Solidarity Opinions

Feminism & Hating Men.

“Life in this society being, at best, an utter bore and no aspect of society being at all relevant to women, there remains civic-minded, responsible, thrill-seeking females only to overthrow the government, eliminate the money system, institute complete automation and destroy the male sex”

Valerie Solanas in SCUM Manifesto (1967:37)

I believe nearly all feminists, no matter what kind, have been called man-haters at some point. The depiction of feminism and feminists as anti-man is familiar, old, and of course completely inaccurate. I can remember how, as a girl, I was terrified of the label ‘feminism’ because of this depiction of feminists. No matter how much I believed that I was just as good as the boys (if not better), I could never say that I was a feminist. Because if I said I was a feminist I wouldn’t be taken seriously. I would be seen as irrational and emotional, which is laughable as women are assumed to be just that regardless of their political labels.

You can find this idea of feminism as ‘anti-man’ throughout history, but recently feminist popular culture has ‘reclaimed’ the stereotype in a satirical way. Mugs with ‘Male Tears’ slogans, T-shirts with ‘Boy Bye’, or #KillAllMen hashtags. The list goes on. I spent months researching this feminist claim to hating men this summer, and I have to admit that I do not blame anyone for expressing themselves this way. Not only is it a funny outlet sometimes, but it also points out how ridiculous it is to paint feminism as man-hating when it advocates for equality, not revenge. In fact, I think it often perfectly highlights the injustice that is misogyny.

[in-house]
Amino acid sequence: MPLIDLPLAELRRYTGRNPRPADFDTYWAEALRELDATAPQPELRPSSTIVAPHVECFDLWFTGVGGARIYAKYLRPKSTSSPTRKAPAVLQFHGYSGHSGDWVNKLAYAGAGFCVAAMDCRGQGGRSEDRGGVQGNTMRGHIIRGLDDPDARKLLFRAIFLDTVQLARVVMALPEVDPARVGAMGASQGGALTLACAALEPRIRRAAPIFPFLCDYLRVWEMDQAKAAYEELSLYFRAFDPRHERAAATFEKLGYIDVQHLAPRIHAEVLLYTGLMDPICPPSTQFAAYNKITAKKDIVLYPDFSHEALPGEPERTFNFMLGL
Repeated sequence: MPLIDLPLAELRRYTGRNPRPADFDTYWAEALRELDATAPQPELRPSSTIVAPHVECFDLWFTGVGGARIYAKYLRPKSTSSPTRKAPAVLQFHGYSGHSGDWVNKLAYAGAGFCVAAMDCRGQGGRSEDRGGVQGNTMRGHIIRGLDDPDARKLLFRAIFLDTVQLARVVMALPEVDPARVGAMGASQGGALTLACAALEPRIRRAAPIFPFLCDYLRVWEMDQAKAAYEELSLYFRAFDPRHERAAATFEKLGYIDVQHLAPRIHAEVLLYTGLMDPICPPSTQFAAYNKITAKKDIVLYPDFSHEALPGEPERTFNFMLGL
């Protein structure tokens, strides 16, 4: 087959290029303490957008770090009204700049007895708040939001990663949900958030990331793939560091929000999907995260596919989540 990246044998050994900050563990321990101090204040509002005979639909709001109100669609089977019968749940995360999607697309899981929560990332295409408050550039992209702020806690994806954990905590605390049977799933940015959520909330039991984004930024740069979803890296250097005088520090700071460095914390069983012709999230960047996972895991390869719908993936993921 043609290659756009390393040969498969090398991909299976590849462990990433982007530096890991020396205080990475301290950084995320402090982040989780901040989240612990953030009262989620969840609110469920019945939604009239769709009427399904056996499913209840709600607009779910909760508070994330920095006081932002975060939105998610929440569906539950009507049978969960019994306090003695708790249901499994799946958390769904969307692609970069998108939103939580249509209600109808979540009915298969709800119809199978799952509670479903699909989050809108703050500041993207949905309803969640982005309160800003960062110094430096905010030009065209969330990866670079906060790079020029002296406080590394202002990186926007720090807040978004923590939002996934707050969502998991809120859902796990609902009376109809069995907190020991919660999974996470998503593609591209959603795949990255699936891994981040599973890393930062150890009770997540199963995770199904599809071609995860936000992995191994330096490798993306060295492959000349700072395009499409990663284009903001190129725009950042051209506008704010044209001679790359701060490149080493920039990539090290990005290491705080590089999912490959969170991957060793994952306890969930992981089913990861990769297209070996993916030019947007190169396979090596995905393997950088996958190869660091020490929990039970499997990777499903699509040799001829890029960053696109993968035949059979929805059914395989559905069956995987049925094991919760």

The idea that hating men would in any way be similar to hating women is ridiculous, and those who use the feminist man-hating joke as a serious statement have either missed the point we are making entirely or are consciously using it against us. For example, the fancy word for man-hating: ‘misandry’, was first found online in the ‘manosphere’, i.e. the Men’s Rights Movement and similar groups’ online spaces. It was used to create a counterpart to misogyny and legitimise the concerns of the Men’s Rights Movement and subsequently, plant ideas of structural misandry often aiming to undermine the claims of feminist movements.

I believe that it is well known that misogyny is far greater and far more deadly than man-hating. For instance, this is particularly obvious with examples such as the countering of #KillAllMen with #RapeAllWomen. The counter-hashtag clearly shows that the anti-feminists know that something like rape is so widespread and so harmful that the threat of rape can silence feminists. It indicates that one element of misogyny is believed to be able to stop feminists. It indicates that they are aware that misogyny kills whilst man-hating does not.